Gayadhar Mallick, P L Meria, Madhav Deshpande and Sarabjit Chadha
The Union, India
Posters & Accepted Abstracts: Prim Health Care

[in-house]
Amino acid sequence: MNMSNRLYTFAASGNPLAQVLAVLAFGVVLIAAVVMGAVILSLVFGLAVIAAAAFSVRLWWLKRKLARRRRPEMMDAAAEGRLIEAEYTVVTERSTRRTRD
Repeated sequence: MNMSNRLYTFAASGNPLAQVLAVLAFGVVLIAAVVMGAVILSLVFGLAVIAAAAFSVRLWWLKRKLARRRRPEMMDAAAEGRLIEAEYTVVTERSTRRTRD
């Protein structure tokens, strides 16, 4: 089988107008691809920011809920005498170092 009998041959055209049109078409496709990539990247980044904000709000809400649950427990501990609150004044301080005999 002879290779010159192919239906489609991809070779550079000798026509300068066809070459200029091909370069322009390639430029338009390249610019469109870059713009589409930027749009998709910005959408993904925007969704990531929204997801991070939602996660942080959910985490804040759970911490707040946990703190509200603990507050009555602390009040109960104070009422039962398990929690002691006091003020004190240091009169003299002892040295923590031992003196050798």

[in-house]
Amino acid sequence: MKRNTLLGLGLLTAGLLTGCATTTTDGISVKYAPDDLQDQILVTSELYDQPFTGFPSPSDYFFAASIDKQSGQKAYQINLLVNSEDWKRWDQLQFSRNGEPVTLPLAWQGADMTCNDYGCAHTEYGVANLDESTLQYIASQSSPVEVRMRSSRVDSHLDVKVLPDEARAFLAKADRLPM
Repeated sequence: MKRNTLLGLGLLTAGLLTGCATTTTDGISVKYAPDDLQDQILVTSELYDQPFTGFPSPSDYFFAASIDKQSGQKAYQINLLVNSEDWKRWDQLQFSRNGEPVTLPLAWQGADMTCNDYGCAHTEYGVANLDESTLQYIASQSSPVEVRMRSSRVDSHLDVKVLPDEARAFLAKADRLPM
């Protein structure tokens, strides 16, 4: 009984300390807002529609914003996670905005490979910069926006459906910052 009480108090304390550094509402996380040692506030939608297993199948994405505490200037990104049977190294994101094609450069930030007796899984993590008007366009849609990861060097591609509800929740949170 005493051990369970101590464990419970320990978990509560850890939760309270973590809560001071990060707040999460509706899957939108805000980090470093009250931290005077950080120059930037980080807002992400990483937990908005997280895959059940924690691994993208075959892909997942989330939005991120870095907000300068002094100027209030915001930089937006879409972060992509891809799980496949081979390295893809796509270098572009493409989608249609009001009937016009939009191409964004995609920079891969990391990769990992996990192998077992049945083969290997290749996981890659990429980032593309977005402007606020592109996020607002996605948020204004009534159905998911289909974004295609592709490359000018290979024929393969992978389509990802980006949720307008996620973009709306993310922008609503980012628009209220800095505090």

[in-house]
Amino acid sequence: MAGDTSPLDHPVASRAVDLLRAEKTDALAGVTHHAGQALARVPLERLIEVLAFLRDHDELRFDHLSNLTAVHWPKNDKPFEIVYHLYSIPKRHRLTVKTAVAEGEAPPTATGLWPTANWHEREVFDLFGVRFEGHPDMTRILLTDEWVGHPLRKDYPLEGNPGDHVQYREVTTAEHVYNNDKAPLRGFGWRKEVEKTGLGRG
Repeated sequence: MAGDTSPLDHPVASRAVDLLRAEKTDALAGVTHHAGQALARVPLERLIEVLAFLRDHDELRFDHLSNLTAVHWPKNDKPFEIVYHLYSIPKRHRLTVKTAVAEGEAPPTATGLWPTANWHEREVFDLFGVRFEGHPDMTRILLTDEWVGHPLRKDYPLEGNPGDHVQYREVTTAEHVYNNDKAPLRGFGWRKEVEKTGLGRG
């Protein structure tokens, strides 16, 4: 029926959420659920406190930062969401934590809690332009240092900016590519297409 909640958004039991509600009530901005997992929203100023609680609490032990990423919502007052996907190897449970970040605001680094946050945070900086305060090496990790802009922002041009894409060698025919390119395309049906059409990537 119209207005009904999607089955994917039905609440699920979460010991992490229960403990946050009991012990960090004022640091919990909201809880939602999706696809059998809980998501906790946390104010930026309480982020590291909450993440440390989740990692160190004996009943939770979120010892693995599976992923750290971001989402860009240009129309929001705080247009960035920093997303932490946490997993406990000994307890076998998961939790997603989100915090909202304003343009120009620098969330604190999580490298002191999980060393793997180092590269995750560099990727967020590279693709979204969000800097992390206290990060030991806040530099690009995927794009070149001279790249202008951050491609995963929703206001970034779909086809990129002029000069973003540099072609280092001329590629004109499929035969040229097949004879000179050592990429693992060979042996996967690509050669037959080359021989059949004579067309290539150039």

TB is a major public health problem in India. While the routine TB services are essential for case management, it has proved inadequate to address the estimated 3 million incidence cases among the high risk poor and vulnerable populations where TB often concentrates. Government of India devised National Strategic Plan in line with the global technical strategy for TB prevention and cares to reduce the missing million cases. Chhattisgarh is one among the high TB burden states in India (216 TB patients/100,000 populations). â?¥40% of the sputum microscopy centers running under the public health facilities are categorized as difficult to reach where sputum examination for TB diagnosis is a difficult task for the local community known as the vulnerable and deprived. Considering quality assured sputum smear microscopy as the backbone of tuberculosis diagnosis under the National TB Control Program (NTP), NGO PP supported Sputum Collection and Transportation (SCT) activities have been intensified in Bastar district to improve the reach and access of TB diagnostic services in the hard to reach areas among vulnerable populations during 2017-18. Trained on TB basics (the signs and symptoms, diagnosis and treatment, referrals and SCT), the Community Volunteers (CV) visited the unreached villages, interacted with community members, inform them about the disease, its prevention and care and demonstrated cough expectoration procedures. CVs collected specimens in the robust sterile clear screw capped transparent and leak proof plastic sputum containers and transported through certified sputum container bags ensuring that sputum samples are labeled/placed properly and collected before initiation of chemotherapy. Few Presumptive TB patients (PTB) were given these sputum cups for early morning collection by self. SCT service was provided to all PTBs identified during the process besides few being offered the choice of referral services. Sputum transportation standards were maintained as per NTP and ISTC norm. CVs were guided and supervised by the NGO/NTP staff and lab technicians to ensure that biohazard/infection control issues are addressed. SCT for 2,949 cases was done during the period (Oct 2016 to Mar 2018). With 100% sputum examination done for all 2,949 SCT cases, 411 patients (279 Sm+ve and 32 Sm-ve) were diagnosed in 23 of 39 outreach designated microscopy facilities (DMC) running in the tribal dominated district. SCT added 51% Sm+ve patients in to the fold with 12% increase in new adult OPD vs. referral/microscopy activities. Quality smear examination was ensured in around 26% of the DMCs where lab services were either casual or halted over the years due to least/no sputum samples available under the voluntary referral process. The 67% referrals reported during the six quarters period would have yielded more cases if SCT would have done for the neediest most. The intervention highlights the need and urgency for establishment of SCT services in hard to reach areas among the deprived. In the absence of these services, 411 patients would have sought care from various/alternate service providers and not notified in to the system contributing to the missing million cases. This strategy would benefit the NTP, but needs to prioritize appropriate areas and create a network of willing and dedicated TB supporters/CVs to offer quality SCT services in such locations in India and elsewhere.